Author: Mary Jane Volkmann
Publisher: Gamsberg Macmillan
Hardcover, 25x22 cm, 66 pages, 30 colour plates, 1 map
Books require close collaboration with the author or editor. I have illustrated a biology textbook, geological publications, reading books for schools and a few small books of stories.
Late in 1991 I was offered a commission by Gamsberg Macmillan Publishers to do a book of paintings depicting interesting aspects of life in Namibia before the sudden and rapid developments taking place completely changed the lifestyles of the people.
I was asked to do 30 small and accurate paintings as realistically and as detailed as possible. These paintings were to serve both as collectible artworks and as historical documents.
Having visited and worked with fellow members of the Baha’i Faith in outlying areas as well as having accompanied my husband Walter (who is a land surveyor and geodetics expert) to the remotest areas of Namibia, I had a wealth of information from which to work.
The original paintings are opaque watercolours, are 14 cm by 19.5 cm and are now owned by a corporation and on permanent display in a private museum in Namibia.
The book itself won an Honourable Mention at the Mbapira Book Awards in Windhoek in 1998.
by Robert Ponzio
Mary Jane Volkmann worked for 4 and a half years producing the watercolor images in this book by commission of the Namibian Government.
The images depicted in this book lovingly describe a rapidly changing way of life. Each image has personal commentary that further places them into context of the people she so lovingly portrays.
If you can get it, this book is a wonderful example of an artist acting as observer who reveals a true sense of an exotic land. Extremely well done and rewarding for the reader.
Please visit her homepage: www.maryjanevolkmann.com
Today, after working for four and a half years, I finished the last paintings for this book. I have mixed feelings about stopping now, as there is always another corner to explore, another fascinating aspect of life here to see, reflect upon and share. And with development pushing roads and projects into the remotest comers of the country, lifestyles are changing so rapidly.
That was the idea behind the commissioning of these paintings: to try and capture a glimpse of Namibian life at this moment in time. Having spent the first twenty-four years of my life in urban America, about the only things I can think of that affected the way I lived were the introduction of cassette tapes, calculators and computers. What must it be like for someone living in a remote village that suddenly gets a tarred road, running water, electricity and shops selling every choice of commodity, and all within a few years?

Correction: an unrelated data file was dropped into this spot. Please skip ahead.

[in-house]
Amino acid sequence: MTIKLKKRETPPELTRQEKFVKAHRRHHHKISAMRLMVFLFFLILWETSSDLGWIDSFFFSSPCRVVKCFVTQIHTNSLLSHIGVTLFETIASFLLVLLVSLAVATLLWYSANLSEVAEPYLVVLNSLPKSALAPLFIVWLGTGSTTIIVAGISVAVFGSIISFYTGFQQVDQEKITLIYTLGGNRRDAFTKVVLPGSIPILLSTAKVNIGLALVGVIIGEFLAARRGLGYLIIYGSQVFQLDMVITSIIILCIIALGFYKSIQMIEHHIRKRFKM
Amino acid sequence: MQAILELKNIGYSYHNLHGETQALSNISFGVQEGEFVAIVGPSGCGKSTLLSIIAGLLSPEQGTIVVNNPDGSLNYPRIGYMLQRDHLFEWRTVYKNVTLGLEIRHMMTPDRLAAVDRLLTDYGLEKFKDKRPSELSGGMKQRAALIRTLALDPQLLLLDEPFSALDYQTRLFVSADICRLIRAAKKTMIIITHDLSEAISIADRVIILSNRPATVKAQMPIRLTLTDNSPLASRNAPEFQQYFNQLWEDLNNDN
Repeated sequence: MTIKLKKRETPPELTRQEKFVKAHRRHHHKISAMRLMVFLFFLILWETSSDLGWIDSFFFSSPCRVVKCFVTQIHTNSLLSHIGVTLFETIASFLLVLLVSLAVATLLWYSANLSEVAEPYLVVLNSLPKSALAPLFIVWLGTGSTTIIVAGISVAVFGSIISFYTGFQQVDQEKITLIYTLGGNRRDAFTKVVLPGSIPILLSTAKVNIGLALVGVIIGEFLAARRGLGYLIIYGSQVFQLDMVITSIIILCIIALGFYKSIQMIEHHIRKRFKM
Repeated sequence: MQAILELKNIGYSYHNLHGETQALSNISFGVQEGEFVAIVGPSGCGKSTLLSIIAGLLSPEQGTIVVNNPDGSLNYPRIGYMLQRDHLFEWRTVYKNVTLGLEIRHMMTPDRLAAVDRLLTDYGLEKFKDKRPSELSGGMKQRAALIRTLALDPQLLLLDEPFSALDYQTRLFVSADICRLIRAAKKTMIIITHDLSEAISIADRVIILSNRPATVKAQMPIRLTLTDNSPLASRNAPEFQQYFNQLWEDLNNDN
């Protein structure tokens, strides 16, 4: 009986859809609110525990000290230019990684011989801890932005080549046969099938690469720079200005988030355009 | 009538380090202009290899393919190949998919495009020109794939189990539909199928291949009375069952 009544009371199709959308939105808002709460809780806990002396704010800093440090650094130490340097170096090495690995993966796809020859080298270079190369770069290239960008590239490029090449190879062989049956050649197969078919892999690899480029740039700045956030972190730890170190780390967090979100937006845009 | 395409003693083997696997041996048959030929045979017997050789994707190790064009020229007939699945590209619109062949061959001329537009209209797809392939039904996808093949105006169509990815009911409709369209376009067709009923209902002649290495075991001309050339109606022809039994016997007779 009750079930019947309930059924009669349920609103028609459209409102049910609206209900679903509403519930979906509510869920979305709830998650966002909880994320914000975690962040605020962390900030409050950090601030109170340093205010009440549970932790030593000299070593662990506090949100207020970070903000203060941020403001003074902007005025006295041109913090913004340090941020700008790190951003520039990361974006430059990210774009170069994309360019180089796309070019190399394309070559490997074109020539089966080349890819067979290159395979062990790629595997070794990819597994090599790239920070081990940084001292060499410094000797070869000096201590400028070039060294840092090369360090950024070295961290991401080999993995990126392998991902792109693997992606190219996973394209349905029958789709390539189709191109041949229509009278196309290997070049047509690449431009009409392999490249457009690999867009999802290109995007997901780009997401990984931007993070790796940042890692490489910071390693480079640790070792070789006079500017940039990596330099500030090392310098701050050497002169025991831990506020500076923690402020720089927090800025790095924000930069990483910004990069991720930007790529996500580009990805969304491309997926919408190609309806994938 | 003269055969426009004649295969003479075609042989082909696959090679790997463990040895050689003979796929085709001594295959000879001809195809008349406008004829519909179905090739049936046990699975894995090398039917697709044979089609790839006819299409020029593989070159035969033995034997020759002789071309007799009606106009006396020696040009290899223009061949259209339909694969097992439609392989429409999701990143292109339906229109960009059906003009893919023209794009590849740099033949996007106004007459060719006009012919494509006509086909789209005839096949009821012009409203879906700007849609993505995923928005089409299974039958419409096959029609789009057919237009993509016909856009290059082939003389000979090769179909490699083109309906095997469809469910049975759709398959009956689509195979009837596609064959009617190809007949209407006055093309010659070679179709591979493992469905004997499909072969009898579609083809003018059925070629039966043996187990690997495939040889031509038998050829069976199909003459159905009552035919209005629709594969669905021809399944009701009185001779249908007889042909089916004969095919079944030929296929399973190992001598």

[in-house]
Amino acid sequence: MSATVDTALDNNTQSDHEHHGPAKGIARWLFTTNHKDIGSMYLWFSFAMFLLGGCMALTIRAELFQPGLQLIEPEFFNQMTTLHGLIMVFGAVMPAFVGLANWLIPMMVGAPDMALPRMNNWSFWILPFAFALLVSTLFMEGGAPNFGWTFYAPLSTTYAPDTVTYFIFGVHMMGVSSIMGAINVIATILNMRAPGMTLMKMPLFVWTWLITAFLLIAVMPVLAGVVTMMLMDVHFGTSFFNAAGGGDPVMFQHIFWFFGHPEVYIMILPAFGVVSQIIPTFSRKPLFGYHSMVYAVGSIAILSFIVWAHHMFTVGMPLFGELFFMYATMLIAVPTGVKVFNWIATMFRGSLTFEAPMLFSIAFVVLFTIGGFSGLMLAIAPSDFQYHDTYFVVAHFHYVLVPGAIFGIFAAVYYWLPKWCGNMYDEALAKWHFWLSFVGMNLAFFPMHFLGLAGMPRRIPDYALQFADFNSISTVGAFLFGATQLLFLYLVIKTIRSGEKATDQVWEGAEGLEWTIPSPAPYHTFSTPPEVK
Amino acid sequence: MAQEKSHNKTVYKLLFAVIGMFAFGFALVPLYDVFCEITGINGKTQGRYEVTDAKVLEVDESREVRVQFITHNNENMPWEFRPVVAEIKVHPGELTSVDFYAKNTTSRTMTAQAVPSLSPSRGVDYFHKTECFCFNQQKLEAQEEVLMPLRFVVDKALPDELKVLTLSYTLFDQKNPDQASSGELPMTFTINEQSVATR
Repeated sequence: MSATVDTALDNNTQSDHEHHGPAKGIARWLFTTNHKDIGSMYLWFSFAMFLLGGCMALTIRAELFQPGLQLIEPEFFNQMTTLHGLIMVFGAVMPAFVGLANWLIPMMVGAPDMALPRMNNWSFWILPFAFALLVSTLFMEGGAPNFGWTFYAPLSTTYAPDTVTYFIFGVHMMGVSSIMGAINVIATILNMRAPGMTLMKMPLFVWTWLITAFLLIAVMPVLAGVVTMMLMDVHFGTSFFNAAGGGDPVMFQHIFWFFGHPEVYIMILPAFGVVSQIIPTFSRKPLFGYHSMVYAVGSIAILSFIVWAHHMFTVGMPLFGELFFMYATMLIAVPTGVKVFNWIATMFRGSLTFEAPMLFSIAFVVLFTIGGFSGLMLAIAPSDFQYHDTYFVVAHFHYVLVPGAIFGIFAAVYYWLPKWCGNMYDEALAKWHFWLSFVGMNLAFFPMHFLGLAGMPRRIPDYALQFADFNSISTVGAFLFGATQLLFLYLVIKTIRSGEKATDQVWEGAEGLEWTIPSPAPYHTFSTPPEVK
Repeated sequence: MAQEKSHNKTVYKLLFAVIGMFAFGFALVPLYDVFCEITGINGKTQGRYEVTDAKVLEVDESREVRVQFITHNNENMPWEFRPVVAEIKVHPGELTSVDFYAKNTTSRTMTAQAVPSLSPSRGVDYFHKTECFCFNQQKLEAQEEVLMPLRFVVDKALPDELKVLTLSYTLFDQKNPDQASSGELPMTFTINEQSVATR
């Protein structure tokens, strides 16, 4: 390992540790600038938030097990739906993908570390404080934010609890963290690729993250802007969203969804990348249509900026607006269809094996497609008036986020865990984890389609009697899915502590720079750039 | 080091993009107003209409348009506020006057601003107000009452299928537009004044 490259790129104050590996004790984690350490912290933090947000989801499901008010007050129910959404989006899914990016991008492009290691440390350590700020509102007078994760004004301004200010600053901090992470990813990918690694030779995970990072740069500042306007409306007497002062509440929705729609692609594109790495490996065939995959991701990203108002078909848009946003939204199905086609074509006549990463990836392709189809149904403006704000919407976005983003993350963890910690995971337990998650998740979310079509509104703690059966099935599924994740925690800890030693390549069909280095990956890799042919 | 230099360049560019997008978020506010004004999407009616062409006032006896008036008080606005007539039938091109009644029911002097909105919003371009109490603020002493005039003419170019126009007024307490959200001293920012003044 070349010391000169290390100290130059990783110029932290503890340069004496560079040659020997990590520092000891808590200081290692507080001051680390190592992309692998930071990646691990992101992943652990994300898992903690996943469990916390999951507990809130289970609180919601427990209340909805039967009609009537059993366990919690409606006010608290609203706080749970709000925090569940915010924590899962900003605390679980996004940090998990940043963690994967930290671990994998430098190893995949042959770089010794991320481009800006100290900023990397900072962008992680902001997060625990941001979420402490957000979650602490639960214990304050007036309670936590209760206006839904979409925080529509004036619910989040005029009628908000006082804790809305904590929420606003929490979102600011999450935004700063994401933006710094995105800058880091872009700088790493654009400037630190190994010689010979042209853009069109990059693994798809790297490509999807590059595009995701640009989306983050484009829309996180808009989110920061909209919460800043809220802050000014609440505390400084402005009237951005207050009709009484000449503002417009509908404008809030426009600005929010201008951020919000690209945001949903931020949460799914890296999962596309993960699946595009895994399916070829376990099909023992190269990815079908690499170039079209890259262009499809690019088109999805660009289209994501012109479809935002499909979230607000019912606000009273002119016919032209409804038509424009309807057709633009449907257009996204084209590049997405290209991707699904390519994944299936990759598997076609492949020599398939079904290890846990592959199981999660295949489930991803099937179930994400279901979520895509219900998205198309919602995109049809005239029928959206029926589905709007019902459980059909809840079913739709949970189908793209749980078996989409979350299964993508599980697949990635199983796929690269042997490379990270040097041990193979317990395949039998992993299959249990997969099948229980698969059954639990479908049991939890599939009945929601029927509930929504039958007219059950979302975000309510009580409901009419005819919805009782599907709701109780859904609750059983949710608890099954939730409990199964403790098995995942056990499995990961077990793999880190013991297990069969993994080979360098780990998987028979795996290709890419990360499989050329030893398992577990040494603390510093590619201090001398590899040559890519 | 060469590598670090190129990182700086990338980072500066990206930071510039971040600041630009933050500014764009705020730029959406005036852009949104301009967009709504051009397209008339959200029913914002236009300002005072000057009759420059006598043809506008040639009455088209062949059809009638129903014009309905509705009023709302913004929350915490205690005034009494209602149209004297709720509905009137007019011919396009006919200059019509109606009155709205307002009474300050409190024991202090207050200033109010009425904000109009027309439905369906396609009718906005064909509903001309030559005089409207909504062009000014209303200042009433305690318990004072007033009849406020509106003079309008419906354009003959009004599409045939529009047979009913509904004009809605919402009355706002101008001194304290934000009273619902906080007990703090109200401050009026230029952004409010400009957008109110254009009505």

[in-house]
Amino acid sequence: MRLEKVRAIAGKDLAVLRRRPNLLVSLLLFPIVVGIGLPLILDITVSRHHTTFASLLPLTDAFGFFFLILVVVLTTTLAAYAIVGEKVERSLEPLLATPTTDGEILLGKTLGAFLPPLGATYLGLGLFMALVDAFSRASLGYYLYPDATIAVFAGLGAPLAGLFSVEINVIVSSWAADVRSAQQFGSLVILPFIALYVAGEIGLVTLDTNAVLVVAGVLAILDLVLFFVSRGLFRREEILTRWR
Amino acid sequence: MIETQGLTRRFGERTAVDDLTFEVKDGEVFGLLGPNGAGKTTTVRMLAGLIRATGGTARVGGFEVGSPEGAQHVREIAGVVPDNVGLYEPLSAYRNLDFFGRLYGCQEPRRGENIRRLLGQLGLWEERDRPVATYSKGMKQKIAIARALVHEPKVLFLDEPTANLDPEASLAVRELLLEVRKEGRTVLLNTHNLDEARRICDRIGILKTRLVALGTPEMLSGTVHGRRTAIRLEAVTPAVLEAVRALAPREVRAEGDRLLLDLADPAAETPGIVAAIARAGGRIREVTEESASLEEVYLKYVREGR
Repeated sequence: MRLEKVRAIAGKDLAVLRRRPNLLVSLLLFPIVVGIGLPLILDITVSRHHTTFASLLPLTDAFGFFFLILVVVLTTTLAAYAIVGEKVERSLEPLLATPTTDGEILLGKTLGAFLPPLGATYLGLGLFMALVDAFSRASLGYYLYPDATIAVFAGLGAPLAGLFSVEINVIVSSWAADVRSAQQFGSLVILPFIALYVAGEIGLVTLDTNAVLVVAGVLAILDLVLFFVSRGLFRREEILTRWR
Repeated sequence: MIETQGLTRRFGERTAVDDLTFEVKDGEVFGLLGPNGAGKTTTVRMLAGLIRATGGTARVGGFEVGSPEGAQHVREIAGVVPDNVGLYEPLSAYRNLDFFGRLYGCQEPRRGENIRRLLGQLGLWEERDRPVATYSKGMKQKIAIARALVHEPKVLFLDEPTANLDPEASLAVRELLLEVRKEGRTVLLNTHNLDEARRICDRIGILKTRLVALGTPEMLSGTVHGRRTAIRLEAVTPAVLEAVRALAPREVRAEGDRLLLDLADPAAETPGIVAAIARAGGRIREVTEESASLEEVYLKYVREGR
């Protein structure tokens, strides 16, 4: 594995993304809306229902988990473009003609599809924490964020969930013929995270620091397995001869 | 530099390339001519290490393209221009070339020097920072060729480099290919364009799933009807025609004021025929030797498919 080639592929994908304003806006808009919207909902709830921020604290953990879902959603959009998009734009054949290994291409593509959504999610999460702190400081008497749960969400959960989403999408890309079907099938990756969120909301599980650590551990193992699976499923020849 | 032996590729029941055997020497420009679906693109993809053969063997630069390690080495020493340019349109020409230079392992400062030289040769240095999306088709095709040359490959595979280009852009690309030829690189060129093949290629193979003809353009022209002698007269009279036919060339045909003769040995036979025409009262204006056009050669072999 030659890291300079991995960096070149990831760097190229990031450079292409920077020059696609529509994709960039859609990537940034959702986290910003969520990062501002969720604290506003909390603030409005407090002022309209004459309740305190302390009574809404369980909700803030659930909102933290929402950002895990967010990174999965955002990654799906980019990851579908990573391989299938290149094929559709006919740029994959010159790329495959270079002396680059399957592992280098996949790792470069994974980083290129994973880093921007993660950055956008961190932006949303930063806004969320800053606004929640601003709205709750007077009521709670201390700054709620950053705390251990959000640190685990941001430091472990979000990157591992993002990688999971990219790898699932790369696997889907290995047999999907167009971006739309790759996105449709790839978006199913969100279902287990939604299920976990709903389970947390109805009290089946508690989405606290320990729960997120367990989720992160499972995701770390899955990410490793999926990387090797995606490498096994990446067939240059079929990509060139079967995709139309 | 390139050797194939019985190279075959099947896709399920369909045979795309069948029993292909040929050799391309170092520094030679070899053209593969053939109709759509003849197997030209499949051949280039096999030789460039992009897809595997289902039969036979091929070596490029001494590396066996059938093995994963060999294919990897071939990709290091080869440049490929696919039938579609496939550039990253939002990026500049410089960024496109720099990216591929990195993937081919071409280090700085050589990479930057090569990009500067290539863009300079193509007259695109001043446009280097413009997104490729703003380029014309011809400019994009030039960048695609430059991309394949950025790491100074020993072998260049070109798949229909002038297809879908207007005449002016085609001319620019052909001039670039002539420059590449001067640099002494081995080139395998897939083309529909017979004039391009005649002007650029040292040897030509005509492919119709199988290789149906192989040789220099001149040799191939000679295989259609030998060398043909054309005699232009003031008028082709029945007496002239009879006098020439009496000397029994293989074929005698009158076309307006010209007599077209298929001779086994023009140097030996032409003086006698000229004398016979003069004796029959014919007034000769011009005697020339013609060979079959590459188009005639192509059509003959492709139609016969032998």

What happens to the customs and community life which have evolved around the fetching of water from the deep community wells, for example, that are no longer needed? Or the songs, rhythm and dance of the women in the communal pounding of the mahangu (millet) or mealies (corn) when mills take over? I wonder what happens within the traditional rural family when the woman no longer needs to ask her husband to supply her with a heavy hardwood hand-made pestle to grind the grain for their evening meal and instead asks him for money to buy meal from the local shop.
And I wonder what happens in that family and in their community if that same husband must tell his wife, ‘I’m sorry, but I don’t have a job so I can’t give you any money.’ In the rural areas of Namibia one sees traditional homes in some of the most idyllic settings. The family has handed down through the generations its customary way of building. Children have been taught how to walk carefully through the bush avoiding wasps, snakes and animals in order to look for straight timber for construction and the best grass for thatching.
They have been taught how to use an axe, construct, mix clay and build walls. Now, with the increasing pressure on the environment caused by the drought of recent years, coupled with the over-use of natural materials by the rapidly expanding popu- lation, one sees more and more cement houses being added to kraals (traditional homesteads), shops being built in remote areas and housing development projects springing up around the country.
The family that once was dependent on its members and on the resources found more or less in the immediate environment suddenly becomes dependent on supplies of materials, whether purchased or donated, and imported skills over which it initially has little control. How does this change redefine family and community traditions and relationships?
I arrived in Namibia (then South West Africa) in 1979 after having been introduced to Africa through five years of living in the tiny, peaceful, green Kingdom of Swaziland. What a contrast! I hadn’t been warned about thorns and the first time I stepped out of the car along the roadside a nice big one went right through my sandal into my tender foot! And it was so dry! Also, because of the war going on at the time there was a lot of suspicion and people were cautious. Many areas were either not safe to travel in or required permits to enter.
One of the first people I got to know, who is a relative of the Kwanyama royal family, gave me an interesting insight. He said that when a man in his family wanted to marry, he would take his bride-to-be home to the village to meet his mother. Once there, the three of them would go for a walk through the bush. Along the way the mother would exclaim, ‘Look! Look there!! See the hare! Do you see the hare? ‘(There really wasn’t a hare.) Whereupon they would await the response of the bride-to-be.
If she answered, ‘Where? Oh, yes!! I see him!!’ they would know she just wanted to curry favour with the mother! I understood from his rather pointed story that winning trust in traditional Namibia is a lengthy process of being watched and tested, especially for an outsider. [...]